The other thing that I think has contributed to that perception is the lack of expertise of practitioners. I do think you see more over-filled faces and overfilled unnatural-looking lips in some parts of the West Coast than you do in the Midwest and the East Coast. I think however that this is not so much a patient demand or a difference in how people on the West Coast want to look, it is the lack of experience of practitioners. I think the West Coast tends to attract a lot more people wanting to come here and be aesthetic practitioners and not all of them have a lot of experience. They don’t do lips very well, and they don’t do faces very well.
So I think Hollywood, the media, and the visibility of people to the rest of the country on television and film where you see mostly West Coast people looking overdone has really not been because patients want to look that way. It’s because of a lack of expertise in practitioners. And sometimes celebrities just go to people that don’t have that much experience and they don’t get very good results and I get to see them to fix that. So I think that it’s a very interesting question and in my opinion, over all these years, the differences that you see between the East Coast and West Coast are not driven by patients. It’s driven by practitioners and what you see in the media and Hollywood. I think that a meeting like SBS West where you bring East Coast and West Coast experts and teachers is a great opportunity to share regional variations and preferences for techniques and energy-based devices and people then begin to share their expertise and knowledge. You end up with a higher level of expertise among aesthetic practitioners. Meetings like SBS West are a rich source of sharing information and differences in how we may practice across the U.S.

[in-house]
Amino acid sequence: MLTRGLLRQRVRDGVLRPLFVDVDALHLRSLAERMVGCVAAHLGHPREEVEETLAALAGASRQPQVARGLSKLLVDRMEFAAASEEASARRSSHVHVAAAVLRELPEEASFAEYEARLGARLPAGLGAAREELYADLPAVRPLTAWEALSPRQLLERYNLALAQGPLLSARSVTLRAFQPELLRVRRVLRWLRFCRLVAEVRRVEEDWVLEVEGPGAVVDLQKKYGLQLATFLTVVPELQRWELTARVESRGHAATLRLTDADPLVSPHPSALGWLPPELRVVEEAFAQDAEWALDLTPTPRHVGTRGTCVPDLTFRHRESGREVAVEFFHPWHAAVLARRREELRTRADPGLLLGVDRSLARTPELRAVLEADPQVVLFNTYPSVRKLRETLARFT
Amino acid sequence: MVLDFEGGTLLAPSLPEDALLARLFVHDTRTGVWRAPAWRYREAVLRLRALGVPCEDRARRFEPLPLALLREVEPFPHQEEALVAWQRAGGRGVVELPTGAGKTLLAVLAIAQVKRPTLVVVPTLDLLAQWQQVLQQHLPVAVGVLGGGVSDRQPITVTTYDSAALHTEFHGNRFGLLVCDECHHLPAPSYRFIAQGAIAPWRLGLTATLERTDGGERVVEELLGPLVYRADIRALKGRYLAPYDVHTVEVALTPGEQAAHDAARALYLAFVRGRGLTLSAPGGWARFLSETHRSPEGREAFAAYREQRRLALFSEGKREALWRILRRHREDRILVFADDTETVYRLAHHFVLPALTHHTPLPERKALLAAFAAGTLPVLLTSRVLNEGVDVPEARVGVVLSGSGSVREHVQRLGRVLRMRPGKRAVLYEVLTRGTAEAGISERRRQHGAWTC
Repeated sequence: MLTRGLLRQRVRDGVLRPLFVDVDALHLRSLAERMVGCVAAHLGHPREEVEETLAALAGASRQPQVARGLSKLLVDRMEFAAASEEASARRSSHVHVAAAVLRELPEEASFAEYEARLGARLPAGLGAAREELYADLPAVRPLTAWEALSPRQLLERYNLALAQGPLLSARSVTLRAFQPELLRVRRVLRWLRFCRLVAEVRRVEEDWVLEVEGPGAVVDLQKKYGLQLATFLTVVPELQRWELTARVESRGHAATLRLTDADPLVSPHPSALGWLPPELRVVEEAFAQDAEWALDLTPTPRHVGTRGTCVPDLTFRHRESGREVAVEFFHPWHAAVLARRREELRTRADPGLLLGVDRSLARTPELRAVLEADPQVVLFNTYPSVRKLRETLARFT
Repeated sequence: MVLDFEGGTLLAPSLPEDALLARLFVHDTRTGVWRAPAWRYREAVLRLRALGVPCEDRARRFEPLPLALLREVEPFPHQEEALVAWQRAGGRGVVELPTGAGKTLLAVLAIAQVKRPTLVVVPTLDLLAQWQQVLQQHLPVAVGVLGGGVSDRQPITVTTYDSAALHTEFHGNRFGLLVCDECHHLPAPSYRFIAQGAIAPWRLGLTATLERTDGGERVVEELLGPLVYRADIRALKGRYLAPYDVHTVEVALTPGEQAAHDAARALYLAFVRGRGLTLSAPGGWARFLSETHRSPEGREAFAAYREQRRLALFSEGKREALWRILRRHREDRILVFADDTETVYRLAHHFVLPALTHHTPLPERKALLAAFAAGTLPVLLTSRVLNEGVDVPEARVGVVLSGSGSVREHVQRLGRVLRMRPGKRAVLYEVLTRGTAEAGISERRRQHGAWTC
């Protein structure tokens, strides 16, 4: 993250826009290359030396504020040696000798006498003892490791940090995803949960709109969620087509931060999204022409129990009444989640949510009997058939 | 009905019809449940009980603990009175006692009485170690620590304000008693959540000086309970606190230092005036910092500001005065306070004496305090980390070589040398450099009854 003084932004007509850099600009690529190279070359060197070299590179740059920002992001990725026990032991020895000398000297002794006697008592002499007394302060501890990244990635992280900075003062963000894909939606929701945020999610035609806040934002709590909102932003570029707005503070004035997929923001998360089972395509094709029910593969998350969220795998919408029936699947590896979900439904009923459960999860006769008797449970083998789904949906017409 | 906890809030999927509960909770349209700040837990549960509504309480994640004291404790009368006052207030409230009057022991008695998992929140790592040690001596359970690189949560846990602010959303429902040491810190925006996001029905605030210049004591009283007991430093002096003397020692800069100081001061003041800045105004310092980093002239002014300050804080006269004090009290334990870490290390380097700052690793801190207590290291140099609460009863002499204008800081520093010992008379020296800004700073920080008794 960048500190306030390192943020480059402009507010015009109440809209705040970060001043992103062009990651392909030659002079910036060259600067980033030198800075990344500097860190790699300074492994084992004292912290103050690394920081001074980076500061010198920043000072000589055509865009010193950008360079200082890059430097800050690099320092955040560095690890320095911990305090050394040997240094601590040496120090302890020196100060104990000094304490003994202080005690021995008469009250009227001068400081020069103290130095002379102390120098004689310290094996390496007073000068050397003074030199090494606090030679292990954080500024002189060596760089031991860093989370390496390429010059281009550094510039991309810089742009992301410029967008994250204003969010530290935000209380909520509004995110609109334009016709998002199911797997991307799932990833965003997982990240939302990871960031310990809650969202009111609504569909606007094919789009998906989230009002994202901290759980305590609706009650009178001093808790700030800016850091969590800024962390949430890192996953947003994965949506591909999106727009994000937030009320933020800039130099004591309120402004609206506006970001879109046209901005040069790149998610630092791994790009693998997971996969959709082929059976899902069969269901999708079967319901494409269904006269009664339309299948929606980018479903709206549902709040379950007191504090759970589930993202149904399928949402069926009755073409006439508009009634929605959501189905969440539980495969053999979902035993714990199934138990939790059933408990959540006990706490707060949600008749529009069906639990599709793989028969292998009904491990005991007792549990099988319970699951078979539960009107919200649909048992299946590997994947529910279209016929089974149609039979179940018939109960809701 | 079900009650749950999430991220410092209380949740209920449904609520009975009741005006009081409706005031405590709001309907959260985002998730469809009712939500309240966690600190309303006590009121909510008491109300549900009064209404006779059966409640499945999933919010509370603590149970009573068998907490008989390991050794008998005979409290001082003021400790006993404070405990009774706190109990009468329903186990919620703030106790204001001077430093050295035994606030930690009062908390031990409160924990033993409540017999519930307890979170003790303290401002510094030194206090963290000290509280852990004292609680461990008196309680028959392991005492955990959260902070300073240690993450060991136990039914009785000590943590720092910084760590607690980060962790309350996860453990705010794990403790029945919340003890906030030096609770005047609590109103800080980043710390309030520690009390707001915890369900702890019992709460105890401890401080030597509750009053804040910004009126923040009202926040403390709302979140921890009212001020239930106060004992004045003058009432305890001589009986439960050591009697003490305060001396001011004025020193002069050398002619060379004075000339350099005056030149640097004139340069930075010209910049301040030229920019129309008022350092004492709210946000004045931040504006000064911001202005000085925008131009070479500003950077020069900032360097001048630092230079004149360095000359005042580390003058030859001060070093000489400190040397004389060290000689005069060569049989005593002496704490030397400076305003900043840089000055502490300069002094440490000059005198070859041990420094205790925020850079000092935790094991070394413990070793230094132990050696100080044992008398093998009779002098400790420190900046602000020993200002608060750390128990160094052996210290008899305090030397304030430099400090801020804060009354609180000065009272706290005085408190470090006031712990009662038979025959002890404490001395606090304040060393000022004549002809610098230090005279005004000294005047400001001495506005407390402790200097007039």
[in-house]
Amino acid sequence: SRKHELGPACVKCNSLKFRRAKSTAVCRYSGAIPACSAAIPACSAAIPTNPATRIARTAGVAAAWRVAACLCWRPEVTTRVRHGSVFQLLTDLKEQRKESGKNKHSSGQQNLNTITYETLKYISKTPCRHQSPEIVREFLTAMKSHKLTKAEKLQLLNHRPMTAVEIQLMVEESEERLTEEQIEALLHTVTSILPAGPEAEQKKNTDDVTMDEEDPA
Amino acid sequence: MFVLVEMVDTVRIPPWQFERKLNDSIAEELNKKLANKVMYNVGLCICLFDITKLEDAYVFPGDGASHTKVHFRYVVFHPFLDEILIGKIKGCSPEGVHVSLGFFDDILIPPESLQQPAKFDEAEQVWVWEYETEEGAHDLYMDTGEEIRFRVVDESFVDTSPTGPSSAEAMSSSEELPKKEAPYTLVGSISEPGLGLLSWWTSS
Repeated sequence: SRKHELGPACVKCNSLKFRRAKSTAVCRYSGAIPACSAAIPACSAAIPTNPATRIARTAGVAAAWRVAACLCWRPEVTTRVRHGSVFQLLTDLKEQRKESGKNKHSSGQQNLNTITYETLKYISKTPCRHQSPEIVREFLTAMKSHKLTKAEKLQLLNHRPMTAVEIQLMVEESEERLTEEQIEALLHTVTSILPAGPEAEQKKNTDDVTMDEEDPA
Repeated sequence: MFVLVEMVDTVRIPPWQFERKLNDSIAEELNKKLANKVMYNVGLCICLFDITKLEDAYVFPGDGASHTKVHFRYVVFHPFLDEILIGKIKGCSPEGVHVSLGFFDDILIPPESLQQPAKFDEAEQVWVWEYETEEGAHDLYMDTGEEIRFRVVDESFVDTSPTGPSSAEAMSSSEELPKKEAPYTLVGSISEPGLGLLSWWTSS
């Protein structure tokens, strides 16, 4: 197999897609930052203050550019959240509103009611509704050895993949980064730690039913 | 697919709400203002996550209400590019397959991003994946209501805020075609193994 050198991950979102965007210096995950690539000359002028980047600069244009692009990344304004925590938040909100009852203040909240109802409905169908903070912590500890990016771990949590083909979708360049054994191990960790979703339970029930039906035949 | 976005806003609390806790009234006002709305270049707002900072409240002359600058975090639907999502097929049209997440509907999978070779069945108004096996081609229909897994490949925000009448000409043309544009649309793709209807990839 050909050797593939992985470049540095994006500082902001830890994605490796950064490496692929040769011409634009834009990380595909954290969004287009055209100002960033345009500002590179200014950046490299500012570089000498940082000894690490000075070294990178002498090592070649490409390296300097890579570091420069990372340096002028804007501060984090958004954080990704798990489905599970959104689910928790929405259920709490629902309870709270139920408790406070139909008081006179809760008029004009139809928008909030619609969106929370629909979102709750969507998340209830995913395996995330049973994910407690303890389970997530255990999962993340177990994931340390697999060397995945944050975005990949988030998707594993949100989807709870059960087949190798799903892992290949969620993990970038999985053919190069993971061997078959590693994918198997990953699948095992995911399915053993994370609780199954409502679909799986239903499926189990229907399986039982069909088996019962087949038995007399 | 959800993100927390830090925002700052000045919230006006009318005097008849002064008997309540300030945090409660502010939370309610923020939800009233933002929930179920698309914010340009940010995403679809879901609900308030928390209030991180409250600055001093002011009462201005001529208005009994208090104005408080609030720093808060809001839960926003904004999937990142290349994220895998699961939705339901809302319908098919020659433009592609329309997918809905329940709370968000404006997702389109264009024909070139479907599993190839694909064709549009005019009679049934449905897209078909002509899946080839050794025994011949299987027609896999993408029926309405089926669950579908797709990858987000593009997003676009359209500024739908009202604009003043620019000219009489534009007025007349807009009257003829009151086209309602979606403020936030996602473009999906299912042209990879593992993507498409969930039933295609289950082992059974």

Well, if you want to go see a person that has a passion for making skin look young and healthy and has a lot of expertise with that, somebody that loves to make lips look beautiful, but not done – that's me because that's what I love to do. That’s one of the reasons I'm invited to speak and share what I have a passion for and what I spend my professional time doing day in and day out.
I think attendees at SBS West in Southern California this fall will be treated to the best of what the South Beach Symposium has always been about and that's well-respected, expert speakers and teachers and up-to-date contemporary topics at a collegial gathering in a beautiful location. SBS West will offer all of what we've come to love and appreciate about South Beach Symposium. It will be a meeting you don’t want to miss.
Thank you so much. I appreciate the opportunity to speak and attend the meeting. I get as much out of these meetings in terms of what I learn from just discoursing and meeting up with my colleagues, meeting new people, and listening to new speakers. These meetings are so worthwhile and so I'm thrilled to get to be there and have the opportunity to share what I love doing and what my expertise is.